Perspective & Diversity

Perspective & Diversity

Amelia Chan

 

I’ve been invited to be a contributor in this collective of movement people and thinkers called ThinkMovement. I was frankly surprised, but so very honored, by this invitation – as these are not only people whom I have a lot of respect for, but also from whom I’ve been learning a ton.

There are so many lenses through which one can approach any subject, and I appreciate the diversity in this group. Diversity to me, in a pure and unpoliticized sense, is at its core about being open to learning and receiving via different-same alongside same-same. (Tolerance has nothing to do with it.) Same-same is essential too, it allows exploration in depth. But it’s limiting in terms of expansion, and it doesn’t give you enough space to identify inherent flaws in pre-conceived notions and beliefs. Different-same gives you breadth. It gives you imagination and innovation. Both depth and breadth are crucial and are not mutually exclusive.

Writing my questionnaire for ThinkMovement got me thinking about the different perspective that I hold from most of the others over there. See, I’m not even such an active or physical person in general. I in fact think about movement more than I actually move! Getting out of my head has always been a struggle. But there’s one overarching guidance I have that is perhaps unique in that group, which is that I answer to sound. Sound always, always, tell me whether I’m moving my body efficiently (which basically translates to having good technique, which translates to the body moving well). Sometimes when I can’t tell how I’m moving, I’d know instantly as soon as I play (Same when I play other instruments). When I am lost about how to work on the body, having the instrument and making music immediately give me a focal point to at least know where to start. Same with teaching. When it is not obvious visually that there’s a kink somewhere in a student’s technique, their tone is an immediate giveaway. From there, we try to figure out where the problem lies. While making music takes a lot more than just the physical, I think the quality of tone itself is almost completely dictated by how well one moves through the ENTIRE body. It’s a whole lot more than to play “relaxed” or “tense”. As someone who can sometimes think in too-nebulous terms, who sometimes almost sees too much inter-connectedness than is good for me, having sound as a bit of an absolute to answer to is quite a comfort.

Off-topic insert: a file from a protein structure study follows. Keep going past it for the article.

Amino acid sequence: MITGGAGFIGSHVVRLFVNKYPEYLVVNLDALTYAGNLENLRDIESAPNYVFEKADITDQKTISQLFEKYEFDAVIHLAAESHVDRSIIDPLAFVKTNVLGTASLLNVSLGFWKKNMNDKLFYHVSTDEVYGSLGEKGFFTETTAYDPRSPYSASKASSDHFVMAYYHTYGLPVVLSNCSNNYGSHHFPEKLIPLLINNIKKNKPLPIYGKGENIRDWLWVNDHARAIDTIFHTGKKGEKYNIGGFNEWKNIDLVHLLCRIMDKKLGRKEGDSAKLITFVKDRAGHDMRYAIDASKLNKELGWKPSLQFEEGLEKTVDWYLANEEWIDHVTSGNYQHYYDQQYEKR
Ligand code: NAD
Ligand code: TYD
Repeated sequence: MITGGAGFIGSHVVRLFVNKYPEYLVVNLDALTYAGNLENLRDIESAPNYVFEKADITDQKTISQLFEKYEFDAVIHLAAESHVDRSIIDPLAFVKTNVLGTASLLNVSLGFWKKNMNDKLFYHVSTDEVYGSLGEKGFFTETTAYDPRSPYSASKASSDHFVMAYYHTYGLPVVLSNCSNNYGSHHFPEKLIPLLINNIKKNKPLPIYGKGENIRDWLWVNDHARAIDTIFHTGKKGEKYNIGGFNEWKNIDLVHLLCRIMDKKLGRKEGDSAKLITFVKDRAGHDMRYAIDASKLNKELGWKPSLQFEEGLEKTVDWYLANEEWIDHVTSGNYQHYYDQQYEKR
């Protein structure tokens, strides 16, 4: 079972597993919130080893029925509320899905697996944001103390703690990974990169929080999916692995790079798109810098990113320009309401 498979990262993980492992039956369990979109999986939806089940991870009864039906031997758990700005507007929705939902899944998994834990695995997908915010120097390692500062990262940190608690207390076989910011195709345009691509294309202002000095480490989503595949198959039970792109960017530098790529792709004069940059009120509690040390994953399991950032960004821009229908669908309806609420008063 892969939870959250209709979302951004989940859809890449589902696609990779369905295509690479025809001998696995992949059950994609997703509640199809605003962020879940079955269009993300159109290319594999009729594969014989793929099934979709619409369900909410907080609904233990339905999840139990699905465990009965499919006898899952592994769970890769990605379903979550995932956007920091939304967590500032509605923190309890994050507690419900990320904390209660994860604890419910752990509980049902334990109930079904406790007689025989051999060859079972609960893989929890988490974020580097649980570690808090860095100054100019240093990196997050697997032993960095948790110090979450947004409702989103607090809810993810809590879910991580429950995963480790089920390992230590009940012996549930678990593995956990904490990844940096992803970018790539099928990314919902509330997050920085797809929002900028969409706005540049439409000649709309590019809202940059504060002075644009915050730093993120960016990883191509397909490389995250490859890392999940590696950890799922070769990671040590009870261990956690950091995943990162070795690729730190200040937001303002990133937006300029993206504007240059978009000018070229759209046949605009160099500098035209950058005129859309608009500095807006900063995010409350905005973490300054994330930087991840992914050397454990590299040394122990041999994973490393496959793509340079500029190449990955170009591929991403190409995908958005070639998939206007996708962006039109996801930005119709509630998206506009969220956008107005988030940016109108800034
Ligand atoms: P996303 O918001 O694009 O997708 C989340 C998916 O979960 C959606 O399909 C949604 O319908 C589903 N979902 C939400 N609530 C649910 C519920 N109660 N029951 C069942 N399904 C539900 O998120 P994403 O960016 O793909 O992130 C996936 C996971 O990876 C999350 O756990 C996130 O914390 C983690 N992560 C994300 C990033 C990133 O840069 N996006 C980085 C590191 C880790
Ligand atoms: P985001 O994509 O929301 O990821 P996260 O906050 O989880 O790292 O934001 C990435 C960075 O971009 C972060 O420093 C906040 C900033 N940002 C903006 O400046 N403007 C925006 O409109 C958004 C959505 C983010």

Anyway… I’m just so happy to have my voice be a part of this mix of awesome people.

Editor’s note:  And we’re so happy to have you!

 

 

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